Last time we looked at how to handle failure. But the real key to leading a software team is to avoid the f-word in the first place. One way to avoid failure is to staff your team with the right people. How do you do that? I haven't a clue. But I do know a whole bunch of ways to ensure that you hire the wrong person. Here are five of them…
5) Ask your candidates nano-questions
It seems like technical interviews have become more and more focused on the tiny trivial pursuit details of technology: "So, Mr. Olsen, exactly which version of Java were you using in this project, was that 126.96.36.199.3.1 or 188.8.131.52.3.2?" Who remembers? Who cares?
The kind of knowledge that is wrapped up in knowing the difference between V1.2a and V1.2c has approximately the same shelf life as unrefrigerated shell fish. I'm certainly not telling you to not to ask technical questions. By all means do ask technical questions. But there is a difference between a technical question What is inheritance? What is the downside of using Java? and questions that could appear in Trivial Pursuit/Geek Edition.
Aside from telling you not much at all, the tiny question has two real costs: first it takes up the time that you could be spending getting to know this person, finding out if they are smart enough, if they have the right background, if they will fit into your group. The second cost of this kind of question is that it tends to tick off those smart, well rounded people that you really do want to hire.
4) Ask them stupid questions
Even worse than the nitty-picky questions are the brain teaser questions that have been in vogue lately: "Now imagine that you have a big cube made up of 10 X 10 X 10 little cubes. Can you tell me how many of the little cubes are visible from the outside?" I always want to answer, "Yes, I can. Next question." One of the most absurd interview experiences I ever had was one where my questioner became angry because I happened to know off-hand that a common piece of paper is about 0.004 inches (.1mm) thick, which foiled one of his clever puzzle questions. He announced that I must of just guessed, despite the fact that my resume showed, and I pointed out, that I had worked for Xerox (motto: when we're out of trees, we're out of business) for the better part of a decade.
Some of the dumbest of these "logic" questions, like the cube one, are actually exercises in spacial reasoning. That is really fine by me: I studied mechanical engineering as an undergraduate and so spent years honing my mechanical reasoning skills. But does this really make me "smarter" or a better software engineer?
3) Ask the 'standard' interview questions
We have all gotten them: What do you consider your strongest feature? ("My nose, next question") How do you deal with troublesome co-workers? ("Superglue, next question") And the all time favorite, "Where do you see yourself in five years?" ("In a mirror, just like now, next question"). The reason that these are bad questions is that a) they don't really tell you anything and b) everyone has (or should have, out of self defense) a practiced answer ready.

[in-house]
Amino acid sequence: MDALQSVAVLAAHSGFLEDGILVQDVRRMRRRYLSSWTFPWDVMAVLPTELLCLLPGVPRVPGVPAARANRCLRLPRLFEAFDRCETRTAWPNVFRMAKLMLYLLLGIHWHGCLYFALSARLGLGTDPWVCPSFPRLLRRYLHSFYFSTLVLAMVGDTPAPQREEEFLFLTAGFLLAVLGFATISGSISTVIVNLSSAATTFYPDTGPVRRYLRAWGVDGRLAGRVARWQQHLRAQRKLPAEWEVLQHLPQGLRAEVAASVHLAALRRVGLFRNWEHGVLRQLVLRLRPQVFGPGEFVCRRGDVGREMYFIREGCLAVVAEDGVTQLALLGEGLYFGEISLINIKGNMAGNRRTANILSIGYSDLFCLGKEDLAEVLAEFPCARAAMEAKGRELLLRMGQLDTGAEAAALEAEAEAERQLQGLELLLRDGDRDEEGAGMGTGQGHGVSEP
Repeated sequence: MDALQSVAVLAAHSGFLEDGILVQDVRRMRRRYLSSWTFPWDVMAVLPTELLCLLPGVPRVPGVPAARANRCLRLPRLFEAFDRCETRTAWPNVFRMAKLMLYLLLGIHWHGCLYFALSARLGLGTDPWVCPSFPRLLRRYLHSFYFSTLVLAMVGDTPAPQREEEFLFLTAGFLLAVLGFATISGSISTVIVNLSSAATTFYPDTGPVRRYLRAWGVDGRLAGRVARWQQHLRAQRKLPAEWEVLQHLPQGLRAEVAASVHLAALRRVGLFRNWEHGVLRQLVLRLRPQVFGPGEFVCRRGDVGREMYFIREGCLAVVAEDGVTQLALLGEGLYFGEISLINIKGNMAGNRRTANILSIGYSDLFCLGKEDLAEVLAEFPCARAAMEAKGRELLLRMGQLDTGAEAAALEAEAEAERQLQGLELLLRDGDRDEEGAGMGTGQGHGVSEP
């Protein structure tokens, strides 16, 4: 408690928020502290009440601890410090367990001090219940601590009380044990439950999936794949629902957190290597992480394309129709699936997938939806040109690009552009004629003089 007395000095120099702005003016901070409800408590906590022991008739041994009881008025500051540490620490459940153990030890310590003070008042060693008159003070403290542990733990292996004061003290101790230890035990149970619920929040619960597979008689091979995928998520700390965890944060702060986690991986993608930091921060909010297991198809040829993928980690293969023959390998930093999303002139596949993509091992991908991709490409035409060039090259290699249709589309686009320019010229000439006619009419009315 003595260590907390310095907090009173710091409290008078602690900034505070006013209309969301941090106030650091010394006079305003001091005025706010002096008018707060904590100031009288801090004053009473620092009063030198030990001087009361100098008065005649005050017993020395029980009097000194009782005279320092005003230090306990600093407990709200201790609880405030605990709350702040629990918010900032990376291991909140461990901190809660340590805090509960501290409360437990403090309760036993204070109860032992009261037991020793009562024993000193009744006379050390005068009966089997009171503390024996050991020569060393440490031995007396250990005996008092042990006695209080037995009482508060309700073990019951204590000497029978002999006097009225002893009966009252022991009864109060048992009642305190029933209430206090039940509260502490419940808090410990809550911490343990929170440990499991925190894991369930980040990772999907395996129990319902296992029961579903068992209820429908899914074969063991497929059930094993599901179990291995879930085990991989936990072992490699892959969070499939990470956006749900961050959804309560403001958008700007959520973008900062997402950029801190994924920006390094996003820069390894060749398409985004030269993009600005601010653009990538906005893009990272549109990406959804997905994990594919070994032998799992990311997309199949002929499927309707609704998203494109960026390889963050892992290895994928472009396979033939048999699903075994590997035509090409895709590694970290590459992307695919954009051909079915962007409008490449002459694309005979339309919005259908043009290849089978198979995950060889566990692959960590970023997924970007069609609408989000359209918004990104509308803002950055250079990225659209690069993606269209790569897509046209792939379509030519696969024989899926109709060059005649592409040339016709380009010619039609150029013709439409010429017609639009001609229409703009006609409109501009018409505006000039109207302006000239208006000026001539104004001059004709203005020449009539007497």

What kind of questions should you ask? How about the questions you ask when you first meet someone who is obviously in the same business as you: What are you doing now? How do you like it? Are you having any fun doing that? Have you heard about this or that industry development? Interview the person, not the "How To Ace The Interview" class that he took last week.
2) Assign other people to interview your candidate, then ignore them
If you ask other members of your team to interview a prospective employee – and you should – you gotta get them to take it seriously. I think the best way to do this is to give them veto power: if they veto the candidate, he or she does not get hired. If they don't veto, and hiring the person turns into a mistake, they are partially responsible. Not, call you into my office and yell at you responsible, just we all screwed up responsible. Handing out the veto power makes people take the interview process seriously and it does prevent a certain fraction of hiring disasters.
1) Treat the interview process like a game – a mind game
If there is a theme to all of this, it is that you need to buck the trend in the industry to treat interviewing as some kind of creepy mind game: you against the candidate. It is not a game and it is not you vs. the candidate. You are simply trying to figure out if this might work. If you don't treat it like a game, but you feel like the candidate is, pull out the veto power. No trivia, no stupid mind bending questions or canned questions. Sit down and have a chat. Try to get to know the person.
One of the best interviews I ever had was with this guy who was an expert in a technology I know very little about. I got him to talking about his role in keeping a mainframe database system operational. He told me all about nursing this module along despite the fact that this other data segment was corrupt, of being awakened in the middle of the night because something had gone down. He described to me the procedure that they put into effect on 9/11 when one of their NY data centers was wrecked. He talked at length about the maintenance nightmares in some of the badly written code, and with some passion about the people he had worked with. He may have been BS'ing me the whole way, but I don't think so. Near the end of the interview he expressed some surprise that I hadn't asked him any hard questions. That was the only thing he got wrong in the whole interview.
Next time we are going to look at how you get that new team you've just hired – and their project – off the ground.